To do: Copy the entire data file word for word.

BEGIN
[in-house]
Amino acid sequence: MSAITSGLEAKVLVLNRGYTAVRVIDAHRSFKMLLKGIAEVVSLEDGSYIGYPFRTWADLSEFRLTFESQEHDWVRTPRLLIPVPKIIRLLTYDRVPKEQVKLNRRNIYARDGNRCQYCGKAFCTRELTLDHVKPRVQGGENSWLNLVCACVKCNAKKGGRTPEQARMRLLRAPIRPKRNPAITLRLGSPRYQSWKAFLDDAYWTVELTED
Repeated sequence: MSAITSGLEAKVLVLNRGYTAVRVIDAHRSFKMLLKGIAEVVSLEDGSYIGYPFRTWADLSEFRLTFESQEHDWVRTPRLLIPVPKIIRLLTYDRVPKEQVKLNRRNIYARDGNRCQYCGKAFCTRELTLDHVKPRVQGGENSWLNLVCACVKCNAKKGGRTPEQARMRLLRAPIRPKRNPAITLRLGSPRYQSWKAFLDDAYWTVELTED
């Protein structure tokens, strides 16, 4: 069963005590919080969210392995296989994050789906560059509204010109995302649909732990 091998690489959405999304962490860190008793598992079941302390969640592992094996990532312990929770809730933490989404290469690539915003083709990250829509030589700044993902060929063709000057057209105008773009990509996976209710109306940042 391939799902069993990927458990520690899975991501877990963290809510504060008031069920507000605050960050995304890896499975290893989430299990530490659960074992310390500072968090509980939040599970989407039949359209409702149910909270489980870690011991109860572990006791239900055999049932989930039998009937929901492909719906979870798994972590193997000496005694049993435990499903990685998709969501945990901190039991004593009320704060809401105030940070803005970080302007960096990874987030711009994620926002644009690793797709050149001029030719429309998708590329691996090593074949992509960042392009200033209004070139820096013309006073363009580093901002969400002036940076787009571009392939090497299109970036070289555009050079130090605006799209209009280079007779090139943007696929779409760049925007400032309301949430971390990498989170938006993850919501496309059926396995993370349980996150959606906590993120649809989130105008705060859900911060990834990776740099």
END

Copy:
[in-house]
Amino acid sequence: MSAITSGLEAKVLVLNRGYTAVRVIDAHRSFKMLLKGIAEVVSLEDGSYIGYPFRTWADLSEFRLTFESQEHDWVRTPRLLIPVPKIIRLLTYDRVPKEQVKLNRRNIYARDGNRCQYCGKAFCTRELTLDHVKPRVQGGENSWLNLVCACVKCNAKKGGRTPEQARMRLLRAPIRPKRNPAITLRLGSPRYQSWKAFLDDAYWTVELTED
Repeated sequence: MSAITSGLEAKVLVLNRGYTAVRVIDAHRSFKMLLKGIAEVVSLEDGSYIGYPFRTWADLSEFRLTFESQEHDWVRTPRLLIPVPKIIRLLTYDRVPKEQVKLNRRNIYARDGNRCQYCGKAFCTRELTLDHVKPRVQGGENSWLNLVCACVKCNAKKGGRTPEQARMRLLRAPIRPKRNPAITLRLGSPRYQSWKAFLDDAYWTVELTED
């Protein structure tokens, strides 16, 4: 069963005590919080969210392995296989994050789906560059509204010109995302649909732990 091998690489959405999304962490860190008793598992079941302390969640592992094996990532312990929770809730933490989404290469690539915003083709990250829509030589700044993902060929063709000057057209105008773009990509996976209710109306940042 391939799902069993990927458990520690899975991501877990963290809510504060008031069920507000605050960050995304890896499975290893989430299990530490659960074992310390500072968090509980939040599970989407039949359209409702149910909270489980870690011991109860572990006791239900055999049932989930039998009937929901492909719906979870798994972590193997000496005694049993435990499903990685998709969501945990901190039991004593009320704060809401105030940070803005970080302007960096990874987030711009994620926002644009690793797709050149001029030719429309998708590329691996090593074949992509960042392009200033209004070139820096013309006073363009580093901002969400002036940076787009571009392939090497299109970036070289555009050079130090605006799209209009280079007779090139943007696929779409760049925007400032309301949430971390990498989170938006993850919501496309059926396995993370349980996150959606906590993120649809989130105008705060859900911060990834990776740099």